The legacy I am building now includes my daughter, Hillary. I am beginning to see a lot of second-generation people coming into this business. The millennials coming into this profession are more likely to think for themselves. They are not motivated by the same things that motivated my generation. They tend to be more minimalistic and less interested in the big fancy car. They are about the company that makes the car being socially responsible. Nowadays, with the internet and gig economy, if people don’t want to have a boss, they have many options. When I was young if you didn’t have an education or the right pedigree, there weren’t many options to be an entrepreneur outside of network marketing.
Today, more people are choosing this profession because it gives them the ability to leave a legacy. You have the opportunity to teach somebody everything you know and hope that they do it better than you, and if they’re successful, you’re compensated accordingly. Where else do you see that happen where you can teach somebody all your secrets and make money because they do it better than you? That gives me great hope, and I do see a bright future for our profession, one where my daughter can excel. Network marketing had become a much more inviting atmosphere than it was when I started. When I began, you had to be pretty tough and have thick skin. Now I have hopes that my great-great-granddaughter will be working from home, presenting to someone, somewhere across the globe, with a hologram but utilizing the same principles and guiding wisdom that’s been around for generations.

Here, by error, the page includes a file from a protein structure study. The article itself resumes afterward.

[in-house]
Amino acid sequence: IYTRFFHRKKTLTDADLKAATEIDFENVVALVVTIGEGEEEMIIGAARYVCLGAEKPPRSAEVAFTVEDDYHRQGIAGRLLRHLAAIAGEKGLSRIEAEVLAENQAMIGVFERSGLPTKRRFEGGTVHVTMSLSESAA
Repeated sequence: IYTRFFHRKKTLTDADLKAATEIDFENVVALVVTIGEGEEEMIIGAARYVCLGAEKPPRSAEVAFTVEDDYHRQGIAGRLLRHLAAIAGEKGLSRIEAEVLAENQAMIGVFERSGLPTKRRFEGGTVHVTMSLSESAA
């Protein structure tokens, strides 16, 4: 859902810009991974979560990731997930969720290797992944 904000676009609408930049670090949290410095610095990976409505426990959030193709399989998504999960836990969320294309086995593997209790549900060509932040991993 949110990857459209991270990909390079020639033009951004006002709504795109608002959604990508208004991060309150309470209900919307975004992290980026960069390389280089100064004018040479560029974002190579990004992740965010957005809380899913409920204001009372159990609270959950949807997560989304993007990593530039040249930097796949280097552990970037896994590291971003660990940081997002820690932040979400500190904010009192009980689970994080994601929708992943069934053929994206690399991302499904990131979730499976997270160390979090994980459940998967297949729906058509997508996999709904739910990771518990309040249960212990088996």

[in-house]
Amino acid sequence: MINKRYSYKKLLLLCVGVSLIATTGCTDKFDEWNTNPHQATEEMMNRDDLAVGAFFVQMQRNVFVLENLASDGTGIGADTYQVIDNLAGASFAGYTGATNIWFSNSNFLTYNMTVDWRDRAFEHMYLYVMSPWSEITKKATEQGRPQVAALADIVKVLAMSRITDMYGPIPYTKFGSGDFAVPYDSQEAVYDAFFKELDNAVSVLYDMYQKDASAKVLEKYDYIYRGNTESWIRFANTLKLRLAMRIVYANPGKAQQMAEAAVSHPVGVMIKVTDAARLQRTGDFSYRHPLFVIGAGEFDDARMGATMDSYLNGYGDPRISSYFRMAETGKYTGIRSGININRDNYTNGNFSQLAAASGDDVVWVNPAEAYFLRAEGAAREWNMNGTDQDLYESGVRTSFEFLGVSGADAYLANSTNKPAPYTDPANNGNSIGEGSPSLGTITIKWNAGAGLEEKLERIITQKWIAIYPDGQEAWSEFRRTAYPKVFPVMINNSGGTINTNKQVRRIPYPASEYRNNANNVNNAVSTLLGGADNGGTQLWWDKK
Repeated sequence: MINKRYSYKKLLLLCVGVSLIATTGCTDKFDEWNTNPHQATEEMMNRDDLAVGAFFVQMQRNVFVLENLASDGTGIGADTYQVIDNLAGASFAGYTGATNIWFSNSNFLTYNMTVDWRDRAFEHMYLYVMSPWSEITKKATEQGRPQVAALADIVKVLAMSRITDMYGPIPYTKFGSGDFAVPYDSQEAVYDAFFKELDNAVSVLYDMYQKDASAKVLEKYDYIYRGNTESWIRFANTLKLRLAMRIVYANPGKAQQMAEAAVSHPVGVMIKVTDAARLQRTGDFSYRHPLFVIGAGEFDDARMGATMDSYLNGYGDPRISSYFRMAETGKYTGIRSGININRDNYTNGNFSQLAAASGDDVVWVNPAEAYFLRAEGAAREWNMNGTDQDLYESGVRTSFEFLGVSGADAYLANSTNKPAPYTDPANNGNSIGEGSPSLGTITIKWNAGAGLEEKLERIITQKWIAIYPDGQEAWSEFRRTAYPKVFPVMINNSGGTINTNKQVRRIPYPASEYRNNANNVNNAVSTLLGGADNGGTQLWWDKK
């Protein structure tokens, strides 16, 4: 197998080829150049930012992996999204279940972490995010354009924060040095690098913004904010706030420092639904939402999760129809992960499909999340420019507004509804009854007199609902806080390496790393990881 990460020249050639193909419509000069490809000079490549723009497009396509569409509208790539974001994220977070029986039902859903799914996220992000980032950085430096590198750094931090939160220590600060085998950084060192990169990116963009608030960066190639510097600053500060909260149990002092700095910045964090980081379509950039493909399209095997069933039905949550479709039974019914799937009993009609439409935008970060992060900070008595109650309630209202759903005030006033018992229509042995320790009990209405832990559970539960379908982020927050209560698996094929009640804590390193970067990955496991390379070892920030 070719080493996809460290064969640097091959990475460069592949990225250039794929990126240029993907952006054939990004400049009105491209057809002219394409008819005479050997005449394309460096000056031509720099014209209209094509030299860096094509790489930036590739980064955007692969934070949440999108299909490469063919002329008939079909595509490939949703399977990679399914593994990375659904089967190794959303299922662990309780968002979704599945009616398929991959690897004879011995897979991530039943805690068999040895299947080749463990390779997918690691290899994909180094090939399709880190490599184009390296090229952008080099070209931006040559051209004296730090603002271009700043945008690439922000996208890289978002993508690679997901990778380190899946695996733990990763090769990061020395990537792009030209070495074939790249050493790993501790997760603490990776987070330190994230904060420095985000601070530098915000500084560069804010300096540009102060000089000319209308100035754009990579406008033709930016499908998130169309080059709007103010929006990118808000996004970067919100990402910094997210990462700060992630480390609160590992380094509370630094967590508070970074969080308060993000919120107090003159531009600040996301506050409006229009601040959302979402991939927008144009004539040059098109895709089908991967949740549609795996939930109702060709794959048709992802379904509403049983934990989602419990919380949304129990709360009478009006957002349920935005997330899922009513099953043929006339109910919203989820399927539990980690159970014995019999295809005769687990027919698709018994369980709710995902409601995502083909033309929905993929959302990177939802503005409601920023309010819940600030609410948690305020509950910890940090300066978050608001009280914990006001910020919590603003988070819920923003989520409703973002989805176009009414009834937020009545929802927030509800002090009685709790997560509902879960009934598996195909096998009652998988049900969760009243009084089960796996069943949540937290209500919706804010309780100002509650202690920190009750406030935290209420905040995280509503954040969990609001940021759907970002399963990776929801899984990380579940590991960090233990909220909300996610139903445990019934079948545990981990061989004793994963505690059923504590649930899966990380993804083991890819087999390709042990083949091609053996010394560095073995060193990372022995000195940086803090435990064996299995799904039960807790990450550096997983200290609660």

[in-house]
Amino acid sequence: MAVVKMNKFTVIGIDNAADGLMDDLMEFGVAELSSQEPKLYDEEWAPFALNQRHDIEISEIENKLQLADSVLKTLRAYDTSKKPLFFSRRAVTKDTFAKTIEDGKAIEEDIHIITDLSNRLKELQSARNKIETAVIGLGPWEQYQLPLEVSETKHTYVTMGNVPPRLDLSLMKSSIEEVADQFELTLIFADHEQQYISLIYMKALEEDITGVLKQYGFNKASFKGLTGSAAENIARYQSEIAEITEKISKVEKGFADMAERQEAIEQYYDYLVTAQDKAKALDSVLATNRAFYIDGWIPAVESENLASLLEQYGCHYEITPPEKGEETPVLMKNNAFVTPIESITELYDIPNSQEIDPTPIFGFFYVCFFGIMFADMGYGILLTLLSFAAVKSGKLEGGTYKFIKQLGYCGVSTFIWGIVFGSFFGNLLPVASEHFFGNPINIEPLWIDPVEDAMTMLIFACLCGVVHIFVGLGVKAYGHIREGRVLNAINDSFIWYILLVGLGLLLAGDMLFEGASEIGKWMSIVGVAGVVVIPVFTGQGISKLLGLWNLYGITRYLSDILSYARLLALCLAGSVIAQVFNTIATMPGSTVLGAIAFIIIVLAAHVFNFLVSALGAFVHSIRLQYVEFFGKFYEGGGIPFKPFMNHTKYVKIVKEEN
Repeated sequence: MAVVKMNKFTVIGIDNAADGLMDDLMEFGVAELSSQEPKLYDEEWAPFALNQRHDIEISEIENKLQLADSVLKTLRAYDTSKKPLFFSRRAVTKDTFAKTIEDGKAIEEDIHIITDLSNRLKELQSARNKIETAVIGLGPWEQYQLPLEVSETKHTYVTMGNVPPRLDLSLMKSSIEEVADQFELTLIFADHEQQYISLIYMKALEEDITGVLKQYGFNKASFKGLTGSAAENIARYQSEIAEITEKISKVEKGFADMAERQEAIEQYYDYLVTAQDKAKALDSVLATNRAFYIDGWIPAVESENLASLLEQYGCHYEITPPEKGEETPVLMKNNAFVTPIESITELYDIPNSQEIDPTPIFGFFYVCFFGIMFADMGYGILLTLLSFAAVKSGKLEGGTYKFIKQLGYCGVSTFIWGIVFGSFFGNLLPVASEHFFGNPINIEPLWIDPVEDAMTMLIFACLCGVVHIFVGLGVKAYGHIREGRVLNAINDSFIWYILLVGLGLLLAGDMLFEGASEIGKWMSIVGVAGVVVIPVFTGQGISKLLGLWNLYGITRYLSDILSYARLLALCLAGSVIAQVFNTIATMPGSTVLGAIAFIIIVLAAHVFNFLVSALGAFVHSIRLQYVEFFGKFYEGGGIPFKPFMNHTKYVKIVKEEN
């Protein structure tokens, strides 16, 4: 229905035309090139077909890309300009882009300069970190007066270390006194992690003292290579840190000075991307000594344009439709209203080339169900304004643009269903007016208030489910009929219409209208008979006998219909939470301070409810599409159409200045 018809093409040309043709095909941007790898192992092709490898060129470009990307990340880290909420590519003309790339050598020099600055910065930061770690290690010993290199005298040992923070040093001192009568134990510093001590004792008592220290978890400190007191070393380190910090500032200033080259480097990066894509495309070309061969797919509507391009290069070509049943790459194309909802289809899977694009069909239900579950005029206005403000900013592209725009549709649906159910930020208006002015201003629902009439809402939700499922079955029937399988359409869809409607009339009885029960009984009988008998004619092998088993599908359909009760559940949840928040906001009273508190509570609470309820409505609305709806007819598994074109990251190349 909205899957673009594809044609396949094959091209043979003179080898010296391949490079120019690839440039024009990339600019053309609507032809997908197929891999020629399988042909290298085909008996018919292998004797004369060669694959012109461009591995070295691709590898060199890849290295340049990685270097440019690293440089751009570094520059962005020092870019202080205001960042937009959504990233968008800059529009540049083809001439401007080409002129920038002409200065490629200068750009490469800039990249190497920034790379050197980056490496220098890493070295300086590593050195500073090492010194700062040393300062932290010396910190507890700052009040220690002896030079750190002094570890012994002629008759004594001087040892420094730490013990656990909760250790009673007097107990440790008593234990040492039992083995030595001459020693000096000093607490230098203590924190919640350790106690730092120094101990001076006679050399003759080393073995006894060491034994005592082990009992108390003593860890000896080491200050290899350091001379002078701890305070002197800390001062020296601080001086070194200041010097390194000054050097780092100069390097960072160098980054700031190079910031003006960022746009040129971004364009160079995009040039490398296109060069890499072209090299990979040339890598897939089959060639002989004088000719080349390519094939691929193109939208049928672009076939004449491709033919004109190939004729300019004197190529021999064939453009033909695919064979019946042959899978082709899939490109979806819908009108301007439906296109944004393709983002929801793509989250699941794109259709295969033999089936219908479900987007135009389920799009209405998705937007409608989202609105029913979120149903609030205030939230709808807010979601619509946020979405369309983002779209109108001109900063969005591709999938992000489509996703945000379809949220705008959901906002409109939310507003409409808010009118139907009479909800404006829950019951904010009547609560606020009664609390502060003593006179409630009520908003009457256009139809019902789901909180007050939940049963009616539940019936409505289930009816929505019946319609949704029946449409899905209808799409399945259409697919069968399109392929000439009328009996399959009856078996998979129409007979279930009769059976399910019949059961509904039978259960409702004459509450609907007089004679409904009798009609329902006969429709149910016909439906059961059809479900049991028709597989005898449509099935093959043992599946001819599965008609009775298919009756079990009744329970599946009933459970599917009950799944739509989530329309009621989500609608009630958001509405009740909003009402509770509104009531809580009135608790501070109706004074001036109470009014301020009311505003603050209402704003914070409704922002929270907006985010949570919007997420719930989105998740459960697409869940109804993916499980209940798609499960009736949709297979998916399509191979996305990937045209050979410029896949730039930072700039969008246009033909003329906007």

I’m very proud of what Hillary is accomplishing in this field. Being in the second generation of this business, people often attribute your success to your parents, so you have to work that much harder to get out of your parent’s shadow and prove yourself to others. I had her listen to all the people I respected, because like I said before, wisdom is wisdom no matter the time or the place. When Hillary went to one of Larry’s conferences, she came back and asked me, “Have you heard of this guy?” and all I could do was laugh.